Diverted Profits Tax - Increased HMRC activity
11 June 2018
HMRC has established regional multidisciplinary teams focussing on diverted profits tax (DPT) and trained up additional staff on the topic so that it can now handle a larger number of reviews and tax enquiries.
In terms of figures, last year HMRC issued 14 charging notices and 16 preliminary notifications. This year it expects to issue notices and notifications to up to 50 groups (though some groups may receive more than one notification). While the numbers may not seem huge, they are clear evidence of increased activity levels and we understand that this will allow HMRC to spread its net to new areas.
We have been made aware that the new wave of DPT enquiries are likely to target businesses that did not initially notify HMRC of a potential DPT liability (likely to be smaller mid-sized businesses). Remember, when it comes to the DPT rules companies with fewer than 250 employees and a turnover of less than €50m (or a balance sheet total of less than €43m) count as small and medium-sized companies (SMEs) so are exempt. However, all parties to a particular transaction must meet this test for the exemption to apply.
What is HMRC looking for?
The DPT legislation is designed to tackle and remove tax mismatches that arise from two types of arrangement:
- No permanent establishment in the UK – ie where a person carries on activity in the UK in connection with the supply of goods, services or other property by a foreign company and that activity does not create a UK permanent establishment for the foreign company. Tax will be charged if HMRC believes it is reasonable to assume there is a tax avoidance purpose for, or a tax mismatch created by, these circumstances. However, an exception applies where UK-related sales are less than £10m or UK-related expenses are under £1m.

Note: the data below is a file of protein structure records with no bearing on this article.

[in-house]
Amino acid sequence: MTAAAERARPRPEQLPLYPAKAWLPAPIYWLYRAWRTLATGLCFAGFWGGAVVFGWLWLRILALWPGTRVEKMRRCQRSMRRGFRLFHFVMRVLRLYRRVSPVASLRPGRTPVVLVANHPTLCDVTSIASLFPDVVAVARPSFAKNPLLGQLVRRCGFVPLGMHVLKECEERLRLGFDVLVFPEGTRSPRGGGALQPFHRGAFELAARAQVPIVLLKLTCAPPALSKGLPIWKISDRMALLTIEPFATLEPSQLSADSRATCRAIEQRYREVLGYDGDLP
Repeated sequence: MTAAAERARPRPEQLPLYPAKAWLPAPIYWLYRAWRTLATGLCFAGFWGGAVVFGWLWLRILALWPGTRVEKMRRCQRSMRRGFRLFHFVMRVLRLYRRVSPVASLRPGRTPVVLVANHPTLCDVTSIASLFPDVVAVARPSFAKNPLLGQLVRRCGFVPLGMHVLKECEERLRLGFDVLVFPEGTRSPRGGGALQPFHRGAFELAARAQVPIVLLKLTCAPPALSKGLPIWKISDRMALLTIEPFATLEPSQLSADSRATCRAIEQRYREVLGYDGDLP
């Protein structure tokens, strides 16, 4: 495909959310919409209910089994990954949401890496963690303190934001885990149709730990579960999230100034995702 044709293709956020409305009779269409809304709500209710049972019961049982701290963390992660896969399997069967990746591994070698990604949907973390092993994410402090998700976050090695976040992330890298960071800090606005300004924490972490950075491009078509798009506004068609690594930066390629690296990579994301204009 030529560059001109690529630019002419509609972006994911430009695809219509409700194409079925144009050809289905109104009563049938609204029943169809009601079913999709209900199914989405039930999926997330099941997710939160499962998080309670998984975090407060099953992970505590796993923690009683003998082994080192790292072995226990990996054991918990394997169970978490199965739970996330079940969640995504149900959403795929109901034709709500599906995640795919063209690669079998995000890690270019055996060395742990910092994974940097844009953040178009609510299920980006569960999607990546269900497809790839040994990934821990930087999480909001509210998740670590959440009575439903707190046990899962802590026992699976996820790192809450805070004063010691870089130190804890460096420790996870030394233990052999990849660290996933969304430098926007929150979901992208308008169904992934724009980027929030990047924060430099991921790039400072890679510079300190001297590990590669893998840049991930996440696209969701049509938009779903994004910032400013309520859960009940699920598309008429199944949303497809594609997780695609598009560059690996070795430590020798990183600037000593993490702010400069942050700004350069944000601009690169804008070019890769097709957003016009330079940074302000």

- Insufficient substance - where an entity within the charge to UK corporation tax is party to a transaction or series of transactions with a connected overseas company, a tax mismatch exists, and the overseas entity contributes little substance to the transaction. This potentially affects groups using central IP companies, centralised purchasing and services companies, limited risk distributors and those making rental payments overseas.
As always with such enforcement work, HMRC will do its research before launching a formal tax enquiry and this gives the taxpayer some advance warning of HMRC’s interest. HMRC has the power to request detailed information on pricing arrangements without the need to launch a formal DPT tax enquiry – so a request for such details is an early indication that officers are carrying out a risk assessment on your business.
However, it is vital to seek expert advice as soon as such a request is received. The opening response to any information notice or enquiry will be important - a significant delay in response could be perceived negatively by HMRC. So it is important that all companies and groups that could face such a challenge (for example those that have significant cross-border payments or low tax companies in the group) have strong documentation in place so that it can be supplied to HMRC immediately.
We also expect auditors to look for potential DPT issues when auditing the financial statements of groups this year in light of these developments.
For help and advice on DPT or any international tax issue please contact Ross Robertson.
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